A recent case reinforces the principle that employers may ultimately be held responsible for wage and hour errors, even when those errors are caused by a technology or payroll system error.
Earlier this month, United States District Judge Nelson Roman issued preliminary approval of a $12.75 million settlement stemming from the failure of PepsiCo and related companies to provide pay and overtime to 70,000 non-exempt employees. The failure was caused by a ransom ware attack sustained by payroll company Kronos, which is used by the plaintiffs. The attack, which took place between December 11, 2021 and February 12, 2022, caused massive data breaches, creating chaos in the plaintiffs’ payroll recording and reporting capabilities.
In response to the data losses, the plaintiff companies resorted to “imperfect” efforts to determine several subsequent payroll period obligations, e.g. calculating averages and other estimation techniques. According to documents filed with the court, the payroll system failure resulted in $23 million in underpayments and nearly $60 million in overpayments. The underpayments were corrected earlier this year by the employers, however it was too late to prevent the litigation from being filed by employees who were affected. As a result of the settlement, the defendant companies will pay $12.75 million to resolve the workers’ claims.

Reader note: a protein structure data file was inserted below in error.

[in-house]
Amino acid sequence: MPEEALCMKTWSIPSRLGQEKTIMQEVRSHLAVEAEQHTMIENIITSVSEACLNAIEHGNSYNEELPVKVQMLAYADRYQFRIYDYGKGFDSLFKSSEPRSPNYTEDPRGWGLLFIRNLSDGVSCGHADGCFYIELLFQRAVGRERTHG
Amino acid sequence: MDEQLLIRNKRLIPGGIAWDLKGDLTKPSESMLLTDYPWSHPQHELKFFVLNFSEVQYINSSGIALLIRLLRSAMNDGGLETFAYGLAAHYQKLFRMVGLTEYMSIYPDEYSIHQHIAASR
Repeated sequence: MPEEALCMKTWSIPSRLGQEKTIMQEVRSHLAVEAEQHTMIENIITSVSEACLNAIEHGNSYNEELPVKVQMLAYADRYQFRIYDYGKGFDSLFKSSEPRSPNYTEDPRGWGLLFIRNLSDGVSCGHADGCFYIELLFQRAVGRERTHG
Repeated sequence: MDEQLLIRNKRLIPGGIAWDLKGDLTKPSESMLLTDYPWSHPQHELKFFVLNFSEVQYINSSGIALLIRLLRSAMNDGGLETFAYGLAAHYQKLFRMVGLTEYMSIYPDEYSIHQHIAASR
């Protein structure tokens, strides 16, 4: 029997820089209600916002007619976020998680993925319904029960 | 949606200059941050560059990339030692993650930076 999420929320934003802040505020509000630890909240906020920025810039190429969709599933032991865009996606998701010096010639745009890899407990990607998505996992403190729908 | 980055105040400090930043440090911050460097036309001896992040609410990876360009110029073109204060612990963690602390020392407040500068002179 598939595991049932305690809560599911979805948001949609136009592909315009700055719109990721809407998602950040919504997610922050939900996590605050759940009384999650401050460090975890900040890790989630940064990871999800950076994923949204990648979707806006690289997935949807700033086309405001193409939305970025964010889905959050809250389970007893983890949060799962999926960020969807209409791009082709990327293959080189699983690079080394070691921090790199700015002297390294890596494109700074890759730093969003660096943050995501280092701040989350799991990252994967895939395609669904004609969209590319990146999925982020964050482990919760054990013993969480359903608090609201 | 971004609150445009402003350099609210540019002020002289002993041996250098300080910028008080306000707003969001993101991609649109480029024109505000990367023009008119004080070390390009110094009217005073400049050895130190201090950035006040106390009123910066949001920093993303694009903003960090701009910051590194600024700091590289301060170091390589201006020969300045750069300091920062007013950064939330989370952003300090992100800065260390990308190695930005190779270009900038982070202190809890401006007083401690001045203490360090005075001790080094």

Employers are reminded of the prevalence of breaches, hacking schemes, and ransomware attacks and the importance of backing up data in the event that they need to pivot to an alternate method of processing payroll. For employers in home care, where payroll is largely done on a weekly basis (with some exceptions), and “late” payroll is considered a major wage and hour violation, it becomes even more important to have a back-up plan for payroll and wage compliance as part of the organization’s emergency preparedness program.